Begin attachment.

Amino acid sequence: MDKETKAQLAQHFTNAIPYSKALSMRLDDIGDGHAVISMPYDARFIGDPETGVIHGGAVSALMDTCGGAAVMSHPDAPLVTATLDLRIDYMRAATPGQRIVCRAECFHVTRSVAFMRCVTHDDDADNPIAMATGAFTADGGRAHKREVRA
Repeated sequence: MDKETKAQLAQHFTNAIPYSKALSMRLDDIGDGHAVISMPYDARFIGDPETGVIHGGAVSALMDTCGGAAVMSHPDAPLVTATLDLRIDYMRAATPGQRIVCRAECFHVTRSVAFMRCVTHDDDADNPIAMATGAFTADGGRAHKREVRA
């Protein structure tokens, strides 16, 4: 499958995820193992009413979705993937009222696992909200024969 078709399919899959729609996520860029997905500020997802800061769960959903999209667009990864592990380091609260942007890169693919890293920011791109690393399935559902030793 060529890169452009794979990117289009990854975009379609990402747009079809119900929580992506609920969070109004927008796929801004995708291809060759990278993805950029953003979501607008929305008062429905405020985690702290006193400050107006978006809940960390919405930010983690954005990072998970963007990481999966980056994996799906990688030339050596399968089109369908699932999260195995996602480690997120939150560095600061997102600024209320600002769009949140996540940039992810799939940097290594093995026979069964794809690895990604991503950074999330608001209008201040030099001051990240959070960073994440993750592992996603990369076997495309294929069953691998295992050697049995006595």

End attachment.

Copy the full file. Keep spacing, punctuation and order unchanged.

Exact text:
Amino acid sequence: MDKETKAQLAQHFTNAIPYSKALSMRLDDIGDGHAVISMPYDARFIGDPETGVIHGGAVSALMDTCGGAAVMSHPDAPLVTATLDLRIDYMRAATPGQRIVCRAECFHVTRSVAFMRCVTHDDDADNPIAMATGAFTADGGRAHKREVRA
Repeated sequence: MDKETKAQLAQHFTNAIPYSKALSMRLDDIGDGHAVISMPYDARFIGDPETGVIHGGAVSALMDTCGGAAVMSHPDAPLVTATLDLRIDYMRAATPGQRIVCRAECFHVTRSVAFMRCVTHDDDADNPIAMATGAFTADGGRAHKREVRA
């Protein structure tokens, strides 16, 4: 499958995820193992009413979705993937009222696992909200024969 078709399919899959729609996520860029997905500020997802800061769960959903999209667009990864592990380091609260942007890169693919890293920011791109690393399935559902030793 060529890169452009794979990117289009990854975009379609990402747009079809119900929580992506609920969070109004927008796929801004995708291809060759990278993805950029953003979501607008929305008062429905405020985690702290006193400050107006978006809940960390919405930010983690954005990072998970963007990481999966980056994996799906990688030339050596399968089109369908699932999260195995996602480690997120939150560095600061997102600024209320600002769009949140996540940039992810799939940097290594093995026979069964794809690895990604991503950074999330608001209008201040030099001051990240959070960073994440993750592992996603990369076997495309294929069953691998295992050697049995006595």